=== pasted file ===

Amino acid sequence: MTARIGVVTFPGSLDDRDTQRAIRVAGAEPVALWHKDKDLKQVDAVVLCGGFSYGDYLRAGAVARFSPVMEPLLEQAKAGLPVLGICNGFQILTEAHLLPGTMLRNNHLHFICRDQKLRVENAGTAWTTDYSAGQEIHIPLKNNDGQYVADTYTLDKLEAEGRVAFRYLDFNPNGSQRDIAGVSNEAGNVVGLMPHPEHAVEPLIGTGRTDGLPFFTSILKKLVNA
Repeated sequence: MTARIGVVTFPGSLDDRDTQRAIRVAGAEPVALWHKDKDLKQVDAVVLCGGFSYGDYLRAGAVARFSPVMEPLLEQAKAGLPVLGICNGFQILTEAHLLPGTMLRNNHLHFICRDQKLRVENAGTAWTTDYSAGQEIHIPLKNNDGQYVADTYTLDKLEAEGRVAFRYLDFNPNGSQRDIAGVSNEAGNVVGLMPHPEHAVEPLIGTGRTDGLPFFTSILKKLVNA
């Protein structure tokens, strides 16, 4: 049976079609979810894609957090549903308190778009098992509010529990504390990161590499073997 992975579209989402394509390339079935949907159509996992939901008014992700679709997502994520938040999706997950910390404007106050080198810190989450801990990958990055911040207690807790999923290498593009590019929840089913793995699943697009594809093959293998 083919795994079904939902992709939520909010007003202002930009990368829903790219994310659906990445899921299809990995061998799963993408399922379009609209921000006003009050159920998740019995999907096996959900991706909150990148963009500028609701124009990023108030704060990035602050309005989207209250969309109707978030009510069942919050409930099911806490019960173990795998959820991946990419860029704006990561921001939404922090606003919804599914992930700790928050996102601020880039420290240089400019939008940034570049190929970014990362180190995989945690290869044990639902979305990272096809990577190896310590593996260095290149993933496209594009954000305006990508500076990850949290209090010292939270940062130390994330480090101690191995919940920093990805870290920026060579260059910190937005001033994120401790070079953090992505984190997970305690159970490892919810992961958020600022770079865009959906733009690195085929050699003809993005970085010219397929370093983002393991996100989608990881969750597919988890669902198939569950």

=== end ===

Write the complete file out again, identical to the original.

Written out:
Amino acid sequence: MTARIGVVTFPGSLDDRDTQRAIRVAGAEPVALWHKDKDLKQVDAVVLCGGFSYGDYLRAGAVARFSPVMEPLLEQAKAGLPVLGICNGFQILTEAHLLPGTMLRNNHLHFICRDQKLRVENAGTAWTTDYSAGQEIHIPLKNNDGQYVADTYTLDKLEAEGRVAFRYLDFNPNGSQRDIAGVSNEAGNVVGLMPHPEHAVEPLIGTGRTDGLPFFTSILKKLVNA
Repeated sequence: MTARIGVVTFPGSLDDRDTQRAIRVAGAEPVALWHKDKDLKQVDAVVLCGGFSYGDYLRAGAVARFSPVMEPLLEQAKAGLPVLGICNGFQILTEAHLLPGTMLRNNHLHFICRDQKLRVENAGTAWTTDYSAGQEIHIPLKNNDGQYVADTYTLDKLEAEGRVAFRYLDFNPNGSQRDIAGVSNEAGNVVGLMPHPEHAVEPLIGTGRTDGLPFFTSILKKLVNA
């Protein structure tokens, strides 16, 4: 049976079609979810894609957090549903308190778009098992509010529990504390990161590499073997 992975579209989402394509390339079935949907159509996992939901008014992700679709997502994520938040999706997950910390404007106050080198810190989450801990990958990055911040207690807790999923290498593009590019929840089913793995699943697009594809093959293998 083919795994079904939902992709939520909010007003202002930009990368829903790219994310659906990445899921299809990995061998799963993408399922379009609209921000006003009050159920998740019995999907096996959900991706909150990148963009500028609701124009990023108030704060990035602050309005989207209250969309109707978030009510069942919050409930099911806490019960173990795998959820991946990419860029704006990561921001939404922090606003919804599914992930700790928050996102601020880039420290240089400019939008940034570049190929970014990362180190995989945690290869044990639902979305990272096809990577190896310590593996260095290149993933496209594009954000305006990508500076990850949290209090010292939270940062130390994330480090101690191995919940920093990805870290920026060579260059910190937005001033994120401790070079953090992505984190997970305690159970490892919810992961958020600022770079865009959906733009690195085929050699003809993005970085010219397929370093983002393991996100989608990881969750597919988890669902198939569950």